I will never be able to fully understand my mother’s pain because I don’t feel it myself. I don’t wake up in the morning feeling like a cement truck has driven into my body at full force, dragging me under its wheels and leaving me on the side of the road. I don’t play hide and seek with grandchildren who are fifty-four years younger than me despite the sensation that my spine is being shattered. I don’t question the value of my life because my health prevents me from taking a job to bring extra money home.

But I am connected to that pain—my life was created inside that body, after all.

That body brought me to term and braved the trauma of childbirth. That body nourished and protected me when I was hungry, defenseless, and new to this world. The mind in that body was wise enough to recognize that my stubborn nature was a blessing and a curse, and, instead of kneading me into thoughtless obedience, nurtured independence and curiosity. The heart in that body taught me what true love looks like. The soul in that body showed me the value of honesty and selflessness.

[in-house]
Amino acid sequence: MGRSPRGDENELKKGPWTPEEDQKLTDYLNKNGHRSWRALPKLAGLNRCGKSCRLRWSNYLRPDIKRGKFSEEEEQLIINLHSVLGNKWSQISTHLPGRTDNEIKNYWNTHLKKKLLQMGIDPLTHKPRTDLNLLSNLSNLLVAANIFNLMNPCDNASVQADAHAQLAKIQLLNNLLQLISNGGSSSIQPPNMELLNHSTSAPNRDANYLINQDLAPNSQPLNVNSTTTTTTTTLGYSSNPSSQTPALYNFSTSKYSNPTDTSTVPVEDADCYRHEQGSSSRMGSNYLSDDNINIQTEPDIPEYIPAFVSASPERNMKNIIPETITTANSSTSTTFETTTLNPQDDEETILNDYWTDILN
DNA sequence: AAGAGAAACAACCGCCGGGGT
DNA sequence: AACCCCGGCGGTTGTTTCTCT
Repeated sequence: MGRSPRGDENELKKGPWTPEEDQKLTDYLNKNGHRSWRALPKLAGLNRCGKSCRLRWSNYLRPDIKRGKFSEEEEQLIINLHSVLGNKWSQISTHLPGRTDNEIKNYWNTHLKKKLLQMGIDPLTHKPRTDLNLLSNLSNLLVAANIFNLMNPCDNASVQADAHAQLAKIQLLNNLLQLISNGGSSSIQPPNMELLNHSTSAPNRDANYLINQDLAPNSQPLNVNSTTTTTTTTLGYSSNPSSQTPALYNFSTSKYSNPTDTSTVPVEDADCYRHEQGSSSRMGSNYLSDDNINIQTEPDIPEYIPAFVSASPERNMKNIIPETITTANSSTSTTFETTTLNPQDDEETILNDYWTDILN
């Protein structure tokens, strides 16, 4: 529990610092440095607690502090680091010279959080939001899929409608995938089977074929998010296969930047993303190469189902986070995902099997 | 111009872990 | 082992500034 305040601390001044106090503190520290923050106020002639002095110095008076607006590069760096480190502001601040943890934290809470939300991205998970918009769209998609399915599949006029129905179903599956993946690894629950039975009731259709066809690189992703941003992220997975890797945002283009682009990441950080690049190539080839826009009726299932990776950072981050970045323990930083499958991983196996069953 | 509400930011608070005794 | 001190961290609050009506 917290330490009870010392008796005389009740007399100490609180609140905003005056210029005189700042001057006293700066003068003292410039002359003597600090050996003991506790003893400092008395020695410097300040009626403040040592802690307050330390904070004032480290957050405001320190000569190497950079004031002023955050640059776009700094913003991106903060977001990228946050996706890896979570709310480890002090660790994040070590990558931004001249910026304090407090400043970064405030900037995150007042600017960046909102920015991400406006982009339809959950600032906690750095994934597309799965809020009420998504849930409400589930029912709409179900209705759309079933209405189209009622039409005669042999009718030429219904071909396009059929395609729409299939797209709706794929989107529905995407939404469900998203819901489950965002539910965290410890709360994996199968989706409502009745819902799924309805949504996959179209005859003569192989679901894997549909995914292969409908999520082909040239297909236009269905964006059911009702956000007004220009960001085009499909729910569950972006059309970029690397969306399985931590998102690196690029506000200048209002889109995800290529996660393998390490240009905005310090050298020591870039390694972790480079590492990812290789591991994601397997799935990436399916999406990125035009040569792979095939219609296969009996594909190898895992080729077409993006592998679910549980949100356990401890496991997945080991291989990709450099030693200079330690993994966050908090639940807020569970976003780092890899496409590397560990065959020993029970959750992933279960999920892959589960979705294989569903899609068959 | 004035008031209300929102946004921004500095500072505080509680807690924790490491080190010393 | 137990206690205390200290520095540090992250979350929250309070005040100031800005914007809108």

In the three years since I moved to Los Angeles to build a new a new career for myself—one that has often felt more like a vocation than anything else—that emphasis on selflessness has been on my mind more than ever. It has felt at odds with the independence my mother cultivated within me, especially when we talk over the phone on days she’s particularly struggling. It’s hard to hear the pain in her voice or the ways in which she tries to hide it or not dwell on it in conversation. It’s harder to know there is nothing I can do to take it away. And for me, it’s harder still to be roughly 1,400 miles away knowing that decisions I have made for myself mean that I cannot even swing by the house and cook dinner for her and my dad, take her to a doctor appointment when she feels too weak to drive, or simply sit and have tea and watch a few episodes of Roseanne to keep her company.